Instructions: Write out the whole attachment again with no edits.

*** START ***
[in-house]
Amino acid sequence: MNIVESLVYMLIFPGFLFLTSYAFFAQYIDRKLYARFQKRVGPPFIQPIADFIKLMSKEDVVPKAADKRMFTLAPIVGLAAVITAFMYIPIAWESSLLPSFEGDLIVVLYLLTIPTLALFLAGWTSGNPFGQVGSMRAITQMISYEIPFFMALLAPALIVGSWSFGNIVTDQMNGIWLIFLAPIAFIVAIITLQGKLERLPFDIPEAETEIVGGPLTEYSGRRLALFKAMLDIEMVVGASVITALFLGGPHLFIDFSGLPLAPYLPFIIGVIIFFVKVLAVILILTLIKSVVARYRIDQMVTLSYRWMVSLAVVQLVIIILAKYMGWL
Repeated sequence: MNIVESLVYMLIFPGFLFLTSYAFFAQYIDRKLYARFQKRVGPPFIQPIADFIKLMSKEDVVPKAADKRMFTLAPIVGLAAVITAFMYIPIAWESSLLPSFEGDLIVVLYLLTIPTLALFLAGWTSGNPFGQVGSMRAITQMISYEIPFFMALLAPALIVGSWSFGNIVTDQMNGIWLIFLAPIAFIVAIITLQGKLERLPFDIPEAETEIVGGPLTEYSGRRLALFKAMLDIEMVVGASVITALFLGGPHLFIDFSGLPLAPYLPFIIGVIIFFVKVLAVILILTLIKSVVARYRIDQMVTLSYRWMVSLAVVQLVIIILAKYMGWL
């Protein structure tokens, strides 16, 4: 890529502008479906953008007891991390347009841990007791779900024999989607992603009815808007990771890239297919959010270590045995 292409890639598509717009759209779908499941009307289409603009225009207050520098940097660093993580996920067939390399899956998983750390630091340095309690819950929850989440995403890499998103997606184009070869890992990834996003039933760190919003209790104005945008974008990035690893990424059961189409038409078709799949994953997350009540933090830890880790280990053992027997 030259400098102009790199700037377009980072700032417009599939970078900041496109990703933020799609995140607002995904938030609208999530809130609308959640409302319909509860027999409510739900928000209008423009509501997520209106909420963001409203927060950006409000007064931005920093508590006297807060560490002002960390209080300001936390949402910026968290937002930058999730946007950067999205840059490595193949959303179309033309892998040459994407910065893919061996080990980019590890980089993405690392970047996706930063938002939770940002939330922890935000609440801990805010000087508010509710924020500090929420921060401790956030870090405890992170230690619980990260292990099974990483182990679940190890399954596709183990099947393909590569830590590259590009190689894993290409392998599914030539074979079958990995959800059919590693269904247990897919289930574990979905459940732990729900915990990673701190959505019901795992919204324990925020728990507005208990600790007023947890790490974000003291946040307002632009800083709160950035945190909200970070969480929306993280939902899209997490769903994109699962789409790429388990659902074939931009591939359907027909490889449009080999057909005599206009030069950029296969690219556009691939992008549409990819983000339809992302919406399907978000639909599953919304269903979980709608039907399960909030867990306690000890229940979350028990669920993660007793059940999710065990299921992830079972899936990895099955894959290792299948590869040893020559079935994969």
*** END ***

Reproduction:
[in-house]
Amino acid sequence: MNIVESLVYMLIFPGFLFLTSYAFFAQYIDRKLYARFQKRVGPPFIQPIADFIKLMSKEDVVPKAADKRMFTLAPIVGLAAVITAFMYIPIAWESSLLPSFEGDLIVVLYLLTIPTLALFLAGWTSGNPFGQVGSMRAITQMISYEIPFFMALLAPALIVGSWSFGNIVTDQMNGIWLIFLAPIAFIVAIITLQGKLERLPFDIPEAETEIVGGPLTEYSGRRLALFKAMLDIEMVVGASVITALFLGGPHLFIDFSGLPLAPYLPFIIGVIIFFVKVLAVILILTLIKSVVARYRIDQMVTLSYRWMVSLAVVQLVIIILAKYMGWL
Repeated sequence: MNIVESLVYMLIFPGFLFLTSYAFFAQYIDRKLYARFQKRVGPPFIQPIADFIKLMSKEDVVPKAADKRMFTLAPIVGLAAVITAFMYIPIAWESSLLPSFEGDLIVVLYLLTIPTLALFLAGWTSGNPFGQVGSMRAITQMISYEIPFFMALLAPALIVGSWSFGNIVTDQMNGIWLIFLAPIAFIVAIITLQGKLERLPFDIPEAETEIVGGPLTEYSGRRLALFKAMLDIEMVVGASVITALFLGGPHLFIDFSGLPLAPYLPFIIGVIIFFVKVLAVILILTLIKSVVARYRIDQMVTLSYRWMVSLAVVQLVIIILAKYMGWL
């Protein structure tokens, strides 16, 4: 890529502008479906953008007891991390347009841990007791779900024999989607992603009815808007990771890239297919959010270590045995 292409890639598509717009759209779908499941009307289409603009225009207050520098940097660093993580996920067939390399899956998983750390630091340095309690819950929850989440995403890499998103997606184009070869890992990834996003039933760190919003209790104005945008974008990035690893990424059961189409038409078709799949994953997350009540933090830890880790280990053992027997 030259400098102009790199700037377009980072700032417009599939970078900041496109990703933020799609995140607002995904938030609208999530809130609308959640409302319909509860027999409510739900928000209008423009509501997520209106909420963001409203927060950006409000007064931005920093508590006297807060560490002002960390209080300001936390949402910026968290937002930058999730946007950067999205840059490595193949959303179309033309892998040459994407910065893919061996080990980019590890980089993405690392970047996706930063938002939770940002939330922890935000609440801990805010000087508010509710924020500090929420921060401790956030870090405890992170230690619980990260292990099974990483182990679940190890399954596709183990099947393909590569830590590259590009190689894993290409392998599914030539074979079958990995959800059919590693269904247990897919289930574990979905459940732990729900915990990673701190959505019901795992919204324990925020728990507005208990600790007023947890790490974000003291946040307002632009800083709160950035945190909200970070969480929306993280939902899209997490769903994109699962789409790429388990659902074939931009591939359907027909490889449009080999057909005599206009030069950029296969690219556009691939992008549409990819983000339809992302919406399907978000639909599953919304269903979980709608039907399960909030867990306690000890229940979350028990669920993660007793059940999710065990299921992830079972899936990895099955894959290792299948590869040893020559079935994969």